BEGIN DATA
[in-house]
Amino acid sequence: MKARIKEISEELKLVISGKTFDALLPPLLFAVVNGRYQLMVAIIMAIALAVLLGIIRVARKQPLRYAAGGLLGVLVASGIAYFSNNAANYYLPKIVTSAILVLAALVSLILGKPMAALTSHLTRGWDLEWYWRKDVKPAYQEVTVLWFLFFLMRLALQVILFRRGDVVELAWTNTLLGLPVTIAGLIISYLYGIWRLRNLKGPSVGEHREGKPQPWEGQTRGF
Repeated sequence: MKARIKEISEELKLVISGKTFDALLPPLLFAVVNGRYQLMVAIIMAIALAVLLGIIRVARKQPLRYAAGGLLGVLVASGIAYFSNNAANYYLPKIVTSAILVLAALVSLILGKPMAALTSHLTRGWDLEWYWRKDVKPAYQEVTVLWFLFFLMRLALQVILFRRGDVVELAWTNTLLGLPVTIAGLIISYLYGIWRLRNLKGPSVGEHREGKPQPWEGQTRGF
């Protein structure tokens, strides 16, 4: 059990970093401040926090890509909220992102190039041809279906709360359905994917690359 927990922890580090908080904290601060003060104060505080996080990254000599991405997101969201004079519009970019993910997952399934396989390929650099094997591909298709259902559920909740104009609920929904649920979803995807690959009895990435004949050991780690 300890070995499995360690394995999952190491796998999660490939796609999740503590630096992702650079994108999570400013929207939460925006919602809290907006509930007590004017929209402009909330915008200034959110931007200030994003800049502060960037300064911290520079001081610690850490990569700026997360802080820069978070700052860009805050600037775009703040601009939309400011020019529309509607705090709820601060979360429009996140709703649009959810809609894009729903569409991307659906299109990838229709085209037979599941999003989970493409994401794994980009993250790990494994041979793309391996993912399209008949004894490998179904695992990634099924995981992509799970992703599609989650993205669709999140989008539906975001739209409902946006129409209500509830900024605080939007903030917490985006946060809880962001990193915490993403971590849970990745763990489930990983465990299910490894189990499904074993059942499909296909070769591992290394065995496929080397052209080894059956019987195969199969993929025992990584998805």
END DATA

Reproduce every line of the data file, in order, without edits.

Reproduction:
[in-house]
Amino acid sequence: MKARIKEISEELKLVISGKTFDALLPPLLFAVVNGRYQLMVAIIMAIALAVLLGIIRVARKQPLRYAAGGLLGVLVASGIAYFSNNAANYYLPKIVTSAILVLAALVSLILGKPMAALTSHLTRGWDLEWYWRKDVKPAYQEVTVLWFLFFLMRLALQVILFRRGDVVELAWTNTLLGLPVTIAGLIISYLYGIWRLRNLKGPSVGEHREGKPQPWEGQTRGF
Repeated sequence: MKARIKEISEELKLVISGKTFDALLPPLLFAVVNGRYQLMVAIIMAIALAVLLGIIRVARKQPLRYAAGGLLGVLVASGIAYFSNNAANYYLPKIVTSAILVLAALVSLILGKPMAALTSHLTRGWDLEWYWRKDVKPAYQEVTVLWFLFFLMRLALQVILFRRGDVVELAWTNTLLGLPVTIAGLIISYLYGIWRLRNLKGPSVGEHREGKPQPWEGQTRGF
């Protein structure tokens, strides 16, 4: 059990970093401040926090890509909220992102190039041809279906709360359905994917690359 927990922890580090908080904290601060003060104060505080996080990254000599991405997101969201004079519009970019993910997952399934396989390929650099094997591909298709259902559920909740104009609920929904649920979803995807690959009895990435004949050991780690 300890070995499995360690394995999952190491796998999660490939796609999740503590630096992702650079994108999570400013929207939460925006919602809290907006509930007590004017929209402009909330915008200034959110931007200030994003800049502060960037300064911290520079001081610690850490990569700026997360802080820069978070700052860009805050600037775009703040601009939309400011020019529309509607705090709820601060979360429009996140709703649009959810809609894009729903569409991307659906299109990838229709085209037979599941999003989970493409994401794994980009993250790990494994041979793309391996993912399209008949004894490998179904695992990634099924995981992509799970992703599609989650993205669709999140989008539906975001739209409902946006129409209500509830900024605080939007903030917490985006946060809880962001990193915490993403971590849970990745763990489930990983465990299910490894189990499904074993059942499909296909070769591992290394065995496929080397052209080894059956019987195969199969993929025992990584998805």